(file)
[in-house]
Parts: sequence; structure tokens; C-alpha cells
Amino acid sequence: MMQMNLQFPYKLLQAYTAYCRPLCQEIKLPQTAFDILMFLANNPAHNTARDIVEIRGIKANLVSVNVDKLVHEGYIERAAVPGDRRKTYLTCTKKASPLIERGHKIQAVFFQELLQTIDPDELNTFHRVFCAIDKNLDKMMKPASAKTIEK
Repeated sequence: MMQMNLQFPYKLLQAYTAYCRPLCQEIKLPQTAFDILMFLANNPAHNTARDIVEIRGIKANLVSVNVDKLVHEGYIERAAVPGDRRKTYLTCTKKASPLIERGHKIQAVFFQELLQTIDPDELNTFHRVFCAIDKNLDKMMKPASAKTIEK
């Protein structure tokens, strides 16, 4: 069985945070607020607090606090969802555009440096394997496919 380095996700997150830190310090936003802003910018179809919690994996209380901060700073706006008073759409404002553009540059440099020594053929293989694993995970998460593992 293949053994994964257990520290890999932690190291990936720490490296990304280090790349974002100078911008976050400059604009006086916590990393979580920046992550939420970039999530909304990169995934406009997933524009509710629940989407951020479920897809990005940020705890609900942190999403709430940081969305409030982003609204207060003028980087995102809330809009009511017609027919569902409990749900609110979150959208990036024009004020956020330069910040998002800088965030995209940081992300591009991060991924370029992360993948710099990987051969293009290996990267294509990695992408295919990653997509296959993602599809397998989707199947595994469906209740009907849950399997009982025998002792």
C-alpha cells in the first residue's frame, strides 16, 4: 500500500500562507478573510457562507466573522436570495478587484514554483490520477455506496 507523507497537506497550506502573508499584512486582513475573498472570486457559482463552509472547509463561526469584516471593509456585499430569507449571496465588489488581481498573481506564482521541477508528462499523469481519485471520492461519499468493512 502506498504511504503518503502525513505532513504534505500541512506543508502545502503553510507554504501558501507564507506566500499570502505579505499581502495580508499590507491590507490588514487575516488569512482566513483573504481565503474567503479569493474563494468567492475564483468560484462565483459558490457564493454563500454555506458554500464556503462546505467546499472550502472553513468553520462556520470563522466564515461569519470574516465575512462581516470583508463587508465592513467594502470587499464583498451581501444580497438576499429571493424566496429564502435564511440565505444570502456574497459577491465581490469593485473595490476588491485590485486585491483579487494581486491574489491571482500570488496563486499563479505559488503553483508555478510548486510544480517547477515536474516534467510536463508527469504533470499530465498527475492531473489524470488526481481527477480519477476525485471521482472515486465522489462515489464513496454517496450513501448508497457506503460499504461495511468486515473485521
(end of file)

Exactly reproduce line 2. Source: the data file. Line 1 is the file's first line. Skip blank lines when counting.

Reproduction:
Parts: sequence; structure tokens; C-alpha cells